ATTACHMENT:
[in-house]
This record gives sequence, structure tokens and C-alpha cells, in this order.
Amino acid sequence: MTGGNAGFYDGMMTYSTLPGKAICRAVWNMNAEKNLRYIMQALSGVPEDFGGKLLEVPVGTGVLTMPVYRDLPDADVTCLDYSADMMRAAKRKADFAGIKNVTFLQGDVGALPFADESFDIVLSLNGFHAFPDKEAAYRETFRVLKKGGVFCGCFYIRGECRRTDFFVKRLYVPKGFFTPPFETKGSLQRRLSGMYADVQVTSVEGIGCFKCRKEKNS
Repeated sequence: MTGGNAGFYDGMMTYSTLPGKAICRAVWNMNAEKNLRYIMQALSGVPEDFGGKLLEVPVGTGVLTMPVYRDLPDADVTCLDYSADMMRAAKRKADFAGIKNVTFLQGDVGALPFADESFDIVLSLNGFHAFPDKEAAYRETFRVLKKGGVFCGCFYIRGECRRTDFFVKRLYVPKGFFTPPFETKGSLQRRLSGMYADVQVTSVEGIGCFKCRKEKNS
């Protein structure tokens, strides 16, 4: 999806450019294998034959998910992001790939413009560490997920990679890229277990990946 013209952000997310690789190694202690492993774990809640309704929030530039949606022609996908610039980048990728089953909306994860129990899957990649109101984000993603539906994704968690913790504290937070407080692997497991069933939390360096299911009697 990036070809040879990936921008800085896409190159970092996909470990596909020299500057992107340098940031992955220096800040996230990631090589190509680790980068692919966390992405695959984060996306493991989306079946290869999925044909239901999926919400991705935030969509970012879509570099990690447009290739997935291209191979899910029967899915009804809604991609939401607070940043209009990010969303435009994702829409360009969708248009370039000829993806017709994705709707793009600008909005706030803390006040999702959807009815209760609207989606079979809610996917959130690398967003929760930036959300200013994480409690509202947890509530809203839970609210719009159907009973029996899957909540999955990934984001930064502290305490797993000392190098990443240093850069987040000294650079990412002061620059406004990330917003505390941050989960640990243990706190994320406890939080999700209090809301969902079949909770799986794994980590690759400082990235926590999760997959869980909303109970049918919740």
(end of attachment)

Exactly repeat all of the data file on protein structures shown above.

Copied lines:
[in-house]
This record gives sequence, structure tokens and C-alpha cells, in this order.
Amino acid sequence: MTGGNAGFYDGMMTYSTLPGKAICRAVWNMNAEKNLRYIMQALSGVPEDFGGKLLEVPVGTGVLTMPVYRDLPDADVTCLDYSADMMRAAKRKADFAGIKNVTFLQGDVGALPFADESFDIVLSLNGFHAFPDKEAAYRETFRVLKKGGVFCGCFYIRGECRRTDFFVKRLYVPKGFFTPPFETKGSLQRRLSGMYADVQVTSVEGIGCFKCRKEKNS
Repeated sequence: MTGGNAGFYDGMMTYSTLPGKAICRAVWNMNAEKNLRYIMQALSGVPEDFGGKLLEVPVGTGVLTMPVYRDLPDADVTCLDYSADMMRAAKRKADFAGIKNVTFLQGDVGALPFADESFDIVLSLNGFHAFPDKEAAYRETFRVLKKGGVFCGCFYIRGECRRTDFFVKRLYVPKGFFTPPFETKGSLQRRLSGMYADVQVTSVEGIGCFKCRKEKNS
């Protein structure tokens, strides 16, 4: 999806450019294998034959998910992001790939413009560490997920990679890229277990990946 013209952000997310690789190694202690492993774990809640309704929030530039949606022609996908610039980048990728089953909306994860129990899957990649109101984000993603539906994704968690913790504290937070407080692997497991069933939390360096299911009697 990036070809040879990936921008800085896409190159970092996909470990596909020299500057992107340098940031992955220096800040996230990631090589190509680790980068692919966390992405695959984060996306493991989306079946290869999925044909239901999926919400991705935030969509970012879509570099990690447009290739997935291209191979899910029967899915009804809604991609939401607070940043209009990010969303435009994702829409360009969708248009370039000829993806017709994705709707793009600008909005706030803390006040999702959807009815209760609207989606079979809610996917959130690398967003929760930036959300200013994480409690509202947890509530809203839970609210719009159907009973029996899957909540999955990934984001930064502290305490797993000392190098990443240093850069987040000294650079990412002061620059406004990330917003505390941050989960640990243990706190994320406890939080999700209090809301969902079949909770799986794994980590690759400082990235926590999760997959869980909303109970049918919740």